Unfortunately blepharitis is a chronic condition that often can't be "cured". However, with good eyelid hygiene, antibiotics, and occasionally steroids can help keep the condition asymptomatic. You may need to try a different antibiotic if the tetracycline only helped temporarily. It is also possible that a short course of steroids could minimize the irritation you are currently experiencing. I strongly urge you to get evaluation by an opthomologist, as blepharitis can occasionally be misdiagnosed and the true problem is pathology within the glands themselves. I have pasted some "eye hygiene" information below. I hope this helps.
TREATMENT - The most important initial component of blepharitis treatment is patient education and counseling. Blepharitis is a chronic condition without definitive cure, and a satisfactory result therefore requires a long-term commitment to treatment and appropriate expectations. Goals of treatment are to alleviate acute symptoms of an exacerbation and to develop a maintenance regimen to prevent or minimize future exacerbations.
Good lid hygiene is the mainstay of treatment for all forms of blepharitis and should be emphasized in both the acute and maintenance phases of treatment. Recommendations about self-care hygiene and other interventions are based on clinical experience, as randomized trials have not been reported on specific components of self-care.
Warm compresses - Application of heat to the lids and meibomian glands can liquefy the abnormal solidified meibomian secretions by heating them above their melting point. Heat may also promote increased circulation in the meibomian glands and thereby increase the quantity of secretions.
Patients are advised to soak a wash cloth in warm (not scalding) water and place it over the eyes. As the wash cloth cools, it should be re-warmed and replaced for a total of five to ten minutes of soaking time. This is recommended two to four times a day during the acute phase, and at a decreased frequency in the maintenance phase of treatment.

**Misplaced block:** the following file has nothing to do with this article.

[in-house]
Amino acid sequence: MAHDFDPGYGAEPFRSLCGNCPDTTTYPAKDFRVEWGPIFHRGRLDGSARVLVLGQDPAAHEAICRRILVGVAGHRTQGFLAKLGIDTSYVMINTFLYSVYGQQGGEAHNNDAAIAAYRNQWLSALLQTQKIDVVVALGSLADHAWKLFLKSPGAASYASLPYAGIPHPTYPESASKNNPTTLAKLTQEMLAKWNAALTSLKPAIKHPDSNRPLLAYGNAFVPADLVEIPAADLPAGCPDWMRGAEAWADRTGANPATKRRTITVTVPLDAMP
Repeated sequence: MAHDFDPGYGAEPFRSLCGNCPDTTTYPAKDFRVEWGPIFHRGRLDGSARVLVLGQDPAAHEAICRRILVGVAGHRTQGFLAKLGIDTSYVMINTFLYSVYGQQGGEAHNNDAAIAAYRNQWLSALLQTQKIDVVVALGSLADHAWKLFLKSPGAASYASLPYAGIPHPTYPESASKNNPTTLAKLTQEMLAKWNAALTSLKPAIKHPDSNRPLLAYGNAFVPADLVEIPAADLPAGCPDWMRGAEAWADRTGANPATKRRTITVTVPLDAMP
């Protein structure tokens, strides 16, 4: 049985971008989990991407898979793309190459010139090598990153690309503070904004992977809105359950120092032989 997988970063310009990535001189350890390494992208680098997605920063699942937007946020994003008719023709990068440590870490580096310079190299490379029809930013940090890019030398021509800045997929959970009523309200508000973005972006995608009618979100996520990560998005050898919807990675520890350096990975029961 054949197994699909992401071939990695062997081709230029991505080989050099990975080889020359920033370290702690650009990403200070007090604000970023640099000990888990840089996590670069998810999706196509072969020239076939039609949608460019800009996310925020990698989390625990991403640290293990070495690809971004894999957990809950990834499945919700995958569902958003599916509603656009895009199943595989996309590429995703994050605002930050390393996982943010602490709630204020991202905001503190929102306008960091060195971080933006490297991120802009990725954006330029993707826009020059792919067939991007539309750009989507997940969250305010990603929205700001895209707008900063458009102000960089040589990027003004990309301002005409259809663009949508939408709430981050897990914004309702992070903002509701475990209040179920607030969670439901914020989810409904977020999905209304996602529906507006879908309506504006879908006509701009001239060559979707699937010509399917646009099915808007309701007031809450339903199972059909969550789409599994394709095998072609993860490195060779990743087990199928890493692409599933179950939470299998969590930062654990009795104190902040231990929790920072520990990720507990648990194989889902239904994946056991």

Lid massage - Lid massage may help empty the meibomian glands and improve secretion, especially in patients with posterior blepharitis and meibomian gland inspissation. Lid massage should be performed immediately following application of a warm compress. Either the wash cloth that was used for the compress or a clean fingertip should be used to gently massage the edge of the eyelid towards the eye with a gentle circular motion.
Lid washing - Patients with significant accumulation of debris on the eyelashes may benefit from gentle washing of the eyelid margins following use of the warm compress. Either warm water or very dilute baby shampoo can be placed on a clean wash cloth, gauze pad or cotton swab. The patient is then advised to gently clean along the lashes and lid margin to remove the accumulated material on the lashes with care to avoid contacting the ocular surface. Vigorous washing should be avoided, as this may incite more irritation of the sensitive eyelid skin.
Commercially available eyelid scrub solutions are safe and effective  and may be preferred for their convenience and ease of use . If any soap is used, thorough rinsing is recommended.
Antibiotics - Since bacterial overgrowth and the lipase activity of colonizing bacteria are known to play a role in the pathophysiology of blepharitis, there is a role for antibiotics in treatment.
Topical antibiotics - Topical antibiotic ointments may be helpful in reducing the bacterial load of the lashes and conjunctiva. The ointment is placed directly onto the lid margin up to four times a day. Many prefer to use the antibiotic once daily at bedtime only, since the ointment can cause significant blurring of vision.
Erythromycin or bacitracin ointments are most frequently prescribed as they have broad spectrum antimicrobial activity and tend to be well tolerated .
Topical azithromycin ophthalmic solution 1% has been shown to improve meibomian gland secretions and to decrease eyelid redness, compared to use of warm compresses alone .